12 November 2009

Royal Safari Garden Hotel Puncak: Goddess of Rice Pond

The Royal Safari Garden Hotel, Puncak, is a place where you could go with the entire family. There are so many activity choices that I think no one will be left out.

Here at the Goddess of Rice Pond, you can rent water bikes and feed some big goldfish. If you are not in the mood to go on a water bike, you could just sit at the benches or under an umbrella or stand at the bridges while watching fish or feeding them.

Besides this pond, the Royal Safari Garden Hotel has also a pond with a little bird island and another one for fishing activities.

Goddess of Rice Pond

You can see the Goddess of Rice pond at the Royal Safari Garden Hotel & Restaurant in the photo above. According to the Wikipedia:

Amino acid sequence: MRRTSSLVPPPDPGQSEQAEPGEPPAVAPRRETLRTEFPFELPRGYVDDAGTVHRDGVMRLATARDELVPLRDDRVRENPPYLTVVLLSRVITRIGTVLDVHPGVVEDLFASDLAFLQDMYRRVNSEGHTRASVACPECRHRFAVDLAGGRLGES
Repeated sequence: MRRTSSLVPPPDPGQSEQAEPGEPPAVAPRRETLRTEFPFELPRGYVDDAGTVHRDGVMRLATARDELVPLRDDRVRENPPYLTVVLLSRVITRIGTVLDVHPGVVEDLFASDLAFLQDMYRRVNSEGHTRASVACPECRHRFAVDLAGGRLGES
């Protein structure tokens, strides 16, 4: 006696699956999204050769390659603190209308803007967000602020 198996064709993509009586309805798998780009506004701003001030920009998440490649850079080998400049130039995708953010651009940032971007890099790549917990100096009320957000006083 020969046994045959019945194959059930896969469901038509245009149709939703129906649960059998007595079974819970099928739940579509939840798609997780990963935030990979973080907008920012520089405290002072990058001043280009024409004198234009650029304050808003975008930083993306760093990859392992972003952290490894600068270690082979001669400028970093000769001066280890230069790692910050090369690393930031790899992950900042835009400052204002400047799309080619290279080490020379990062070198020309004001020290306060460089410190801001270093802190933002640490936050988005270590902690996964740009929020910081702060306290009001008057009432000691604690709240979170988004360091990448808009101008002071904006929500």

Dewi Sri is the goddess of rice on the island of Bali and Java. She has the power of the underworld and the moon. She controls the foodstuffs of the Earth and death. She is the mother of life because she symbolizes rice (the primary food of Indonesia). Highly revered especially by the Javanese, Balinese, and Sundanese people of Indonesia, there are a lot of versions of her legend in Indonesia, most of them involve Dewi Sri (also known as Dewi Asri, Nyi Pohaci, etc) and her brother Sedana (also known as Sadhana, Sadono, etc), set either in the kingdom of Medang Kamulan, or in the heaven (involving gods such as Batara Guru), or both. In all the versions in which Sedana appears along with Dewi Sri, they end up separated from each other, through either death, wandering, or a refusal to be married. Some versions made correlation between Sri and large snake of the rice field (ular sawah) and Sadhana with swallow (sriti). The traditional Javanese people in particular have a special place in their house dedicated for Dewi Sri, decorated with intricate carvings of snake, so that she will give prosperity for them. In the agricultural Javanese, a snake who entered a house won't be chased away as it is a sign for a success in harvest, and they will give it offerings instead. The Balinese provide special shrines in the rice fields for her. The Sundanese have a special festival dedicated to her.

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